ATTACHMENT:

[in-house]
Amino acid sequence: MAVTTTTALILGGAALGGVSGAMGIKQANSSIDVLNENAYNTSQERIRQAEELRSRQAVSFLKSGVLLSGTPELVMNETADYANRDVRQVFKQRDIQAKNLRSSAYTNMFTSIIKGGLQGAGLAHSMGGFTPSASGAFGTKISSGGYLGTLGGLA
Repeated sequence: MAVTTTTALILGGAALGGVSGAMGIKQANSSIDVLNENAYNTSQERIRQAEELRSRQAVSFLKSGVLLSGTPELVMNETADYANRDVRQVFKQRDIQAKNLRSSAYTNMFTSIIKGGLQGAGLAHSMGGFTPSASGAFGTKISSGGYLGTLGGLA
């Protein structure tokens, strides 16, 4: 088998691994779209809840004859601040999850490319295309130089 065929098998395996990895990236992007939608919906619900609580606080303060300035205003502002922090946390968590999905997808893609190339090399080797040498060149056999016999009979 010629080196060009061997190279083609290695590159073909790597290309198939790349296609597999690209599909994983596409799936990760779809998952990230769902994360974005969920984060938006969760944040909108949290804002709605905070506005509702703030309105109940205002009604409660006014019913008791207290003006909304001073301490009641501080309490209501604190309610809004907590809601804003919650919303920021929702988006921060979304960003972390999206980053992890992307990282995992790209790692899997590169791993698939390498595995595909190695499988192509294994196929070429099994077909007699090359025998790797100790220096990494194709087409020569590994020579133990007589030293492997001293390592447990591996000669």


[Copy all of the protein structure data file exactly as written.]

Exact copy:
[in-house]
Amino acid sequence: MAVTTTTALILGGAALGGVSGAMGIKQANSSIDVLNENAYNTSQERIRQAEELRSRQAVSFLKSGVLLSGTPELVMNETADYANRDVRQVFKQRDIQAKNLRSSAYTNMFTSIIKGGLQGAGLAHSMGGFTPSASGAFGTKISSGGYLGTLGGLA
Repeated sequence: MAVTTTTALILGGAALGGVSGAMGIKQANSSIDVLNENAYNTSQERIRQAEELRSRQAVSFLKSGVLLSGTPELVMNETADYANRDVRQVFKQRDIQAKNLRSSAYTNMFTSIIKGGLQGAGLAHSMGGFTPSASGAFGTKISSGGYLGTLGGLA
């Protein structure tokens, strides 16, 4: 088998691994779209809840004859601040999850490319295309130089 065929098998395996990895990236992007939608919906619900609580606080303060300035205003502002922090946390968590999905997808893609190339090399080797040498060149056999016999009979 010629080196060009061997190279083609290695590159073909790597290309198939790349296609597999690209599909994983596409799936990760779809998952990230769902994360974005969920984060938006969760944040909108949290804002709605905070506005509702703030309105109940205002009604409660006014019913008791207290003006909304001073301490009641501080309490209501604190309610809004907590809601804003919650919303920021929702988006921060979304960003972390999206980053992890992307990282995992790209790692899997590169791993698939390498595995595909190695499988192509294994196929070429099994077909007699090359025998790797100790220096990494194709087409020569590994020579133990007589030293492997001293390592447990591996000669």